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Michelle A. Schmitt1 and Andrew C. Haines2

In recent years, shoreline development has increased
exponentially, especially in the Southeast. As a result, concern
about coastal erosion has mounted. In order to minimize the
economic risk of shoreline erosion and to address recreational
and business interests, coastal managers have adopted various
beach modification practices, including beach nourishment.
Each of these has significant financial, hydrological, and
ecological impacts, with associated political consequences. By
altering the physical structure of the beach and the near-shore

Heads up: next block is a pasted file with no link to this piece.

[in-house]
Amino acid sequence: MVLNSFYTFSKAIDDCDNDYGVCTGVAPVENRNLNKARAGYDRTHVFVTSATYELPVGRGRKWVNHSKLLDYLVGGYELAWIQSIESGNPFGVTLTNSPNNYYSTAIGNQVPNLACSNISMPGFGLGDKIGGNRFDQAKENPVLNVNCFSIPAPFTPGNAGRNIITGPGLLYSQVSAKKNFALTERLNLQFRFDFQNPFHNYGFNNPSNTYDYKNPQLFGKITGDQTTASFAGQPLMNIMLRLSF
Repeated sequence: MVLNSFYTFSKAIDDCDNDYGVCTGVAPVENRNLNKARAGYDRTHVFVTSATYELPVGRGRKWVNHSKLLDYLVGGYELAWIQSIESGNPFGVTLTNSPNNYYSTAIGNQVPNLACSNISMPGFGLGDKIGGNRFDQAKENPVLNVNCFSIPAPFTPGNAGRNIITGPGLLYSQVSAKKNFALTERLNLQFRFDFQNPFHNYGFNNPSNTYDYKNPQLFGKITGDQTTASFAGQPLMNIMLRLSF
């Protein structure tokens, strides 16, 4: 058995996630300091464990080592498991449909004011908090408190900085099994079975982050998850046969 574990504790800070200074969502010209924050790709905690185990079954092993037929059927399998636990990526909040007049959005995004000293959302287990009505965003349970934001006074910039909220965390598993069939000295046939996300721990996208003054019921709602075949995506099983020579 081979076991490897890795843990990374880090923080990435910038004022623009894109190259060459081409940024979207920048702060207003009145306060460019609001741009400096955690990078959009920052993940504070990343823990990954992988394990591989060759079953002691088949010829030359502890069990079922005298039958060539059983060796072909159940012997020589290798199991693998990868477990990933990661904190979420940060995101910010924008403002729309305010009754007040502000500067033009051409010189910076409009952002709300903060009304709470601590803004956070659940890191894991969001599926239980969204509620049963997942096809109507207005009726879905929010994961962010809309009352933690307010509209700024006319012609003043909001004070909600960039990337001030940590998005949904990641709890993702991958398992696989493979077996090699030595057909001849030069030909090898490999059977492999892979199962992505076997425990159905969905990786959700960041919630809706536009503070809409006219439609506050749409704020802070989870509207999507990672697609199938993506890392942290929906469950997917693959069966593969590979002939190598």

environment, beach nourishment can have significant short and
long term effects on beach ecology, including the invertebrates,
birds, fish, and even nesting sea-turtles. Economically, beach
nourishment procedures are very expensive because it enlists a
large amount of equipment and man-hours, requires costly
maintenance, monitoring, and assessment, and lasts only a few
years. This paper will focus mainly on the many potential
economic and biological economic and biological of beach
nourishment, leading to recommendations about the
precautions and analysis needed in responsibly undertaking
such projects.

Key Words
beach nourishment ,Shoreline, coastal erosion , economic and
biological impacts.

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National Academy Press, Washington, D.C.